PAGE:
Originally Posted by fpconvert
The problem currently is that there is no one or two providers to go to for the studios.
This results in fractured content availability, lower quality and the need to have multiple "boxes" to get most of the content. The beauty of the shiny dvd disc is all discs will play on all machines and the available content is phenominal.Will digital overcome all the above? Too early to tell. It looks as if it is trying but there is the old addage: too many cooks spoil the broth.
I can agree with that, however, I think what's going to happen actually is that you will have ALL CONTENT, everywhere, because it's in the interest of studios to do so. Then services compete based on features and integration rather then content. Right now they are still testing and analyzing but once there's no doubt that it's the next wave of content delivery I'm convinced they will blow up content. With VUDU most of them already are, however they are limiting HDX and rental availability because of Blu-ray, which is very unfortunate and another example of why their business models are bad overall.
It the grand scheme of things, it doesn't make sense to me to think that studios will limit content on one provider and not on the other. That's where competition comes in.. If one service doesn't offer certain content I will go with the one that does and so on.
To studios it's a win win, because if they offer all of their content on all networks, they will have multiple streams of revenue based on the same content, which is basically their wet dream. Encode once, sell everywhere. No packaging, no replication, nothing. Pure profit.
Also, as for quality, I can agree that content is still not at the level of highest quality of physical media (such as Blu-ray) however this will change.
Why I would definitely like for digital downloads and internet based delivery to succeed is because it doesn't have limitations such as physical optical media does. When I say this, I mean we don't have growth limitations.
As PSound says, Any stream to any screen is what online gives us and it can be really whatever you want it to be and there's no cap on the quality when the infrastructure is improved.
A simple example is what happens beyond 1080p? Blu-ray is cemented at 1080p, so if you wanted something better you would have to repurchase all your equipment. With online based delivery there's no such limitation. Software update is all you need (sometimes not even that), the pipes will deliver higher bandwith content to your already existing setup and you get much higher quality.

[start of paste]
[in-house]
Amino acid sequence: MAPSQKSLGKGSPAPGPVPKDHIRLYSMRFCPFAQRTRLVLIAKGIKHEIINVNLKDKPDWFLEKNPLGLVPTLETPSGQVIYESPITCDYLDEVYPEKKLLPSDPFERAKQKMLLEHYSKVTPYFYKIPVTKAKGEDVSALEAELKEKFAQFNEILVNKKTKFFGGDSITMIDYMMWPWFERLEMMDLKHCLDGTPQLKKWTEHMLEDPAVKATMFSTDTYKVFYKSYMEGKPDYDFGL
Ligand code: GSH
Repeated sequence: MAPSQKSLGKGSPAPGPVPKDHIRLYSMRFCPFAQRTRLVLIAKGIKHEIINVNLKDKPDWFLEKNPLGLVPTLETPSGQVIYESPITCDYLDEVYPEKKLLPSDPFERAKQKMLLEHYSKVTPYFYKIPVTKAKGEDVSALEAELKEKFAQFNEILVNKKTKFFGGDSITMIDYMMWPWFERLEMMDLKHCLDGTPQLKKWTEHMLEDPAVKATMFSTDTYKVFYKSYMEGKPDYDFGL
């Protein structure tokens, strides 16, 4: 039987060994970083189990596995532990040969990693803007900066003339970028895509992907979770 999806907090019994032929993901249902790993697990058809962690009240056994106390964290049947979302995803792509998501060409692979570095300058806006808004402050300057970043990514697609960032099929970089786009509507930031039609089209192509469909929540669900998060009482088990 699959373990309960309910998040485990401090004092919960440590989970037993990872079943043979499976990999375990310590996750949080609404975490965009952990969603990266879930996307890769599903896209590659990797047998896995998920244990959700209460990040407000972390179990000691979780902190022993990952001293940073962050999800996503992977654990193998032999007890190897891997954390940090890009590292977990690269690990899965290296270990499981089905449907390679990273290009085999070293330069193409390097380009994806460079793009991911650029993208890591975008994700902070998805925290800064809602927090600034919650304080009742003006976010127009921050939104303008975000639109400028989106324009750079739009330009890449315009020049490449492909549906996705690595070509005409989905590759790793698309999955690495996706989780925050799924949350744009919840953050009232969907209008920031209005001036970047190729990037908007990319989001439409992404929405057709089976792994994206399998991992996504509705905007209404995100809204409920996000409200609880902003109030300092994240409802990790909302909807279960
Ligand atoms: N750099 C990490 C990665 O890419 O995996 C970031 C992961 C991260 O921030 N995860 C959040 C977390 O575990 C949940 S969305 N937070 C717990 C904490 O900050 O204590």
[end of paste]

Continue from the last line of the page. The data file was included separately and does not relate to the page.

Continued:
Just like we had with Youtube, Hulu, Vudu and others. They started off with very low quality content but as time passed (a year or two) they improved their infrastructure, competition happened and they offered HD versions of their videos and it was completely transparent to users. You can clearly see the pattern here.
Now, I'm aware we are still not there with internet speeds to serve full 1080p footage at Blu-ray quality but it will happen and I'm pretty sure much much faster then some people think. One of the major reasons I believe we will see same quality content as Blu-ray and above is because streaming technology, compression/encoding/decoding technologies are progressing rapidly offering same type of quality as Blu-ray (at least in some tests I've seen) at a fraction of the size. If algorithms and compression is advanced you can get superb quality at 8-10mbps.
Sure there will always be those who want "uncompressed" or 50mbps bit rate cause nothing else can do it. But we both know that this type of attitude is minority and really without any relevant logical support. Even today we can see that compressed audio streams and video streams look identical to master (TrueHD, DTS-MA, VC1, AVC), so it's completely realistic to expect improvements and take it one step further.
At the pace things are developing with online delivery I'm very optimistic we are on the right track and within few years all content we watch through online sources and services will look and sound identical to Blu-ray and offer catalogs at our fingertips and continue moving forward to bring us 4K HD and so on without rebuying stuff except maybe TVs.